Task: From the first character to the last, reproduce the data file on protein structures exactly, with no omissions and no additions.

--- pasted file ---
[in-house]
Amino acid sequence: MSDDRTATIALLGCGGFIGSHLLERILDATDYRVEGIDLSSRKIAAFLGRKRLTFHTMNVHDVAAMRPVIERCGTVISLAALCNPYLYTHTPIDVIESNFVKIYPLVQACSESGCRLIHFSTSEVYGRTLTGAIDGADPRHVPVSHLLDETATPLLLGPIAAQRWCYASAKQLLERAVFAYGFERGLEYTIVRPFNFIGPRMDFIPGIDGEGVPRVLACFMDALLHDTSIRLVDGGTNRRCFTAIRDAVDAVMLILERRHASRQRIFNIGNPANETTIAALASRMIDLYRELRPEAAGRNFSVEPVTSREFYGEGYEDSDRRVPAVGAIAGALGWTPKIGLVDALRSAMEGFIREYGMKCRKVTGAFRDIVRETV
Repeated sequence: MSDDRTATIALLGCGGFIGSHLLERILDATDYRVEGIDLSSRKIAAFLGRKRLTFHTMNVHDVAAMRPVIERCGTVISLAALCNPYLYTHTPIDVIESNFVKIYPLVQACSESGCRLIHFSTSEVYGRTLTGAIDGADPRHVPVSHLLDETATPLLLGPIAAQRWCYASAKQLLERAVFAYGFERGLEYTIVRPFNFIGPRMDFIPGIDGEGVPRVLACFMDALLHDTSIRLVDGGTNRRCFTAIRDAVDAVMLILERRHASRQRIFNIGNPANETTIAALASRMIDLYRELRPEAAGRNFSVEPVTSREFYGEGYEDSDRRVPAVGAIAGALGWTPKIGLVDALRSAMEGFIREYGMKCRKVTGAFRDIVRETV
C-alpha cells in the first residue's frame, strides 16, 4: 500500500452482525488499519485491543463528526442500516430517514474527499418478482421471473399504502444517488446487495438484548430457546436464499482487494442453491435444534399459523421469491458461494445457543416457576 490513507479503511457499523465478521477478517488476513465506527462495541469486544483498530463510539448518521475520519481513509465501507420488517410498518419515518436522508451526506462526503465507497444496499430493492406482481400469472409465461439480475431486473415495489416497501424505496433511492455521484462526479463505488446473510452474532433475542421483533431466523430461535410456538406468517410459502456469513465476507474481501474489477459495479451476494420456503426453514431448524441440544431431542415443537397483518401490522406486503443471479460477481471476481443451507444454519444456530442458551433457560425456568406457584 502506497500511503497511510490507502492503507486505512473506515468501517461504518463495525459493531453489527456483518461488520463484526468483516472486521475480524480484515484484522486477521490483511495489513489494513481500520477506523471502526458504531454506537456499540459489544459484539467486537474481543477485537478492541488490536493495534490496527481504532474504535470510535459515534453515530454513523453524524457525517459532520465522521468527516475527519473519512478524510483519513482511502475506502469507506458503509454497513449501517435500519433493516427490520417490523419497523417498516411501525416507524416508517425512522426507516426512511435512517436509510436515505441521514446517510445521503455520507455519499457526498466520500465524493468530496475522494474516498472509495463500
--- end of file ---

[in-house]
Amino acid sequence: MSDDRTATIALLGCGGFIGSHLLERILDATDYRVEGIDLSSRKIAAFLGRKRLTFHTMNVHDVAAMRPVIERCGTVISLAALCNPYLYTHTPIDVIESNFVKIYPLVQACSESGCRLIHFSTSEVYGRTLTGAIDGADPRHVPVSHLLDETATPLLLGPIAAQRWCYASAKQLLERAVFAYGFERGLEYTIVRPFNFIGPRMDFIPGIDGEGVPRVLACFMDALLHDTSIRLVDGGTNRRCFTAIRDAVDAVMLILERRHASRQRIFNIGNPANETTIAALASRMIDLYRELRPEAAGRNFSVEPVTSREFYGEGYEDSDRRVPAVGAIAGALGWTPKIGLVDALRSAMEGFIREYGMKCRKVTGAFRDIVRETV
Repeated sequence: MSDDRTATIALLGCGGFIGSHLLERILDATDYRVEGIDLSSRKIAAFLGRKRLTFHTMNVHDVAAMRPVIERCGTVISLAALCNPYLYTHTPIDVIESNFVKIYPLVQACSESGCRLIHFSTSEVYGRTLTGAIDGADPRHVPVSHLLDETATPLLLGPIAAQRWCYASAKQLLERAVFAYGFERGLEYTIVRPFNFIGPRMDFIPGIDGEGVPRVLACFMDALLHDTSIRLVDGGTNRRCFTAIRDAVDAVMLILERRHASRQRIFNIGNPANETTIAALASRMIDLYRELRPEAAGRNFSVEPVTSREFYGEGYEDSDRRVPAVGAIAGALGWTPKIGLVDALRSAMEGFIREYGMKCRKVTGAFRDIVRETV
C-alpha cells in the first residue's frame, strides 16, 4: 500500500452482525488499519485491543463528526442500516430517514474527499418478482421471473399504502444517488446487495438484548430457546436464499482487494442453491435444534399459523421469491458461494445457543416457576 490513507479503511457499523465478521477478517488476513465506527462495541469486544483498530463510539448518521475520519481513509465501507420488517410498518419515518436522508451526506462526503465507497444496499430493492406482481400469472409465461439480475431486473415495489416497501424505496433511492455521484462526479463505488446473510452474532433475542421483533431466523430461535410456538406468517410459502456469513465476507474481501474489477459495479451476494420456503426453514431448524441440544431431542415443537397483518401490522406486503443471479460477481471476481443451507444454519444456530442458551433457560425456568406457584 502506497500511503497511510490507502492503507486505512473506515468501517461504518463495525459493531453489527456483518461488520463484526468483516472486521475480524480484515484484522486477521490483511495489513489494513481500520477506523471502526458504531454506537456499540459489544459484539467486537474481543477485537478492541488490536493495534490496527481504532474504535470510535459515534453515530454513523453524524457525517459532520465522521468527516475527519473519512478524510483519513482511502475506502469507506458503509454497513449501517435500519433493516427490520417490523419497523417498516411501525416507524416508517425512522426507516426512511435512517436509510436515505441521514446517510445521503455520507455519499457526498466520500465524493468530496475522494474516498472509495463500